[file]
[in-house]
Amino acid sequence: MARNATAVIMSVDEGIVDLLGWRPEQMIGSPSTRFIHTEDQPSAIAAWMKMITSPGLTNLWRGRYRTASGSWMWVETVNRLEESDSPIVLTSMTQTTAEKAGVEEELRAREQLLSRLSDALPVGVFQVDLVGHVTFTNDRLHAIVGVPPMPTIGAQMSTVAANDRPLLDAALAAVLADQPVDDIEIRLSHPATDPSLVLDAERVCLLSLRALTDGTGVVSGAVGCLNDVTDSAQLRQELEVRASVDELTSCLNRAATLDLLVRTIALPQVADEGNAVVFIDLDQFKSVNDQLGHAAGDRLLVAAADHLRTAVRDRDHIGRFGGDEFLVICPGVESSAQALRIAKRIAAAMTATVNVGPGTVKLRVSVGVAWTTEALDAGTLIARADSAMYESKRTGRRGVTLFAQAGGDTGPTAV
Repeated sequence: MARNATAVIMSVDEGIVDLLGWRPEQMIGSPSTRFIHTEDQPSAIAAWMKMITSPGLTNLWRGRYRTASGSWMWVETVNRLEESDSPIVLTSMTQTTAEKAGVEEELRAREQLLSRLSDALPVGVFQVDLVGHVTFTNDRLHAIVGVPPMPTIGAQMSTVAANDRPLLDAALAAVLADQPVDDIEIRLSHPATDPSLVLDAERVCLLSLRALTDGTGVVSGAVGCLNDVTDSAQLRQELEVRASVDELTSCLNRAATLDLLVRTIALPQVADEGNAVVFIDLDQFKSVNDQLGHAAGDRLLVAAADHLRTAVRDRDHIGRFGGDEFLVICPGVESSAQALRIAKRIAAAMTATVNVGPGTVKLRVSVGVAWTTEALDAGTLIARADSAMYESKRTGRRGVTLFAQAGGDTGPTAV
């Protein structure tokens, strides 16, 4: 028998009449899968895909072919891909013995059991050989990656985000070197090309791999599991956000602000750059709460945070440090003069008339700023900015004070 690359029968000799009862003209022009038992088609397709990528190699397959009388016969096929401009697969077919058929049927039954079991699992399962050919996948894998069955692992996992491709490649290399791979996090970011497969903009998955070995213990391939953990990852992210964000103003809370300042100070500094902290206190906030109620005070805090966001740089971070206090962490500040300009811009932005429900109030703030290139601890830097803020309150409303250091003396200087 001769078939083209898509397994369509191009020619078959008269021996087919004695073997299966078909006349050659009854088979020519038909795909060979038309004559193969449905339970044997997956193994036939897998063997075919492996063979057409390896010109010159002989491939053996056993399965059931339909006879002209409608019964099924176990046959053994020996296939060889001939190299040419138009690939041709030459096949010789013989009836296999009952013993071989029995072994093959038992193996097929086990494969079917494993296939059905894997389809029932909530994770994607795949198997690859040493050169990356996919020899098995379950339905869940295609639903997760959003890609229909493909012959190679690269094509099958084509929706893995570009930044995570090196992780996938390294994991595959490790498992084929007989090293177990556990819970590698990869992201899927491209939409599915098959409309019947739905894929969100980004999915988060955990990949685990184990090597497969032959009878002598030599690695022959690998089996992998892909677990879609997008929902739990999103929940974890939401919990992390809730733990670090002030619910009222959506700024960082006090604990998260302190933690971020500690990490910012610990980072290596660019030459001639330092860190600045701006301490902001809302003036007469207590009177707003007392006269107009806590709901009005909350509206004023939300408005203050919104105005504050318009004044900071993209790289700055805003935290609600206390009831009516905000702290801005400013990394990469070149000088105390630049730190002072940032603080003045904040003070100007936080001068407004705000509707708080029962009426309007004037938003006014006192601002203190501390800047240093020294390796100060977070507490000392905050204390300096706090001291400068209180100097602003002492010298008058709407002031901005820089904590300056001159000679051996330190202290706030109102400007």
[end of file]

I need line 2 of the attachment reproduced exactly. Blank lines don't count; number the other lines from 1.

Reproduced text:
Amino acid sequence: MARNATAVIMSVDEGIVDLLGWRPEQMIGSPSTRFIHTEDQPSAIAAWMKMITSPGLTNLWRGRYRTASGSWMWVETVNRLEESDSPIVLTSMTQTTAEKAGVEEELRAREQLLSRLSDALPVGVFQVDLVGHVTFTNDRLHAIVGVPPMPTIGAQMSTVAANDRPLLDAALAAVLADQPVDDIEIRLSHPATDPSLVLDAERVCLLSLRALTDGTGVVSGAVGCLNDVTDSAQLRQELEVRASVDELTSCLNRAATLDLLVRTIALPQVADEGNAVVFIDLDQFKSVNDQLGHAAGDRLLVAAADHLRTAVRDRDHIGRFGGDEFLVICPGVESSAQALRIAKRIAAAMTATVNVGPGTVKLRVSVGVAWTTEALDAGTLIARADSAMYESKRTGRRGVTLFAQAGGDTGPTAV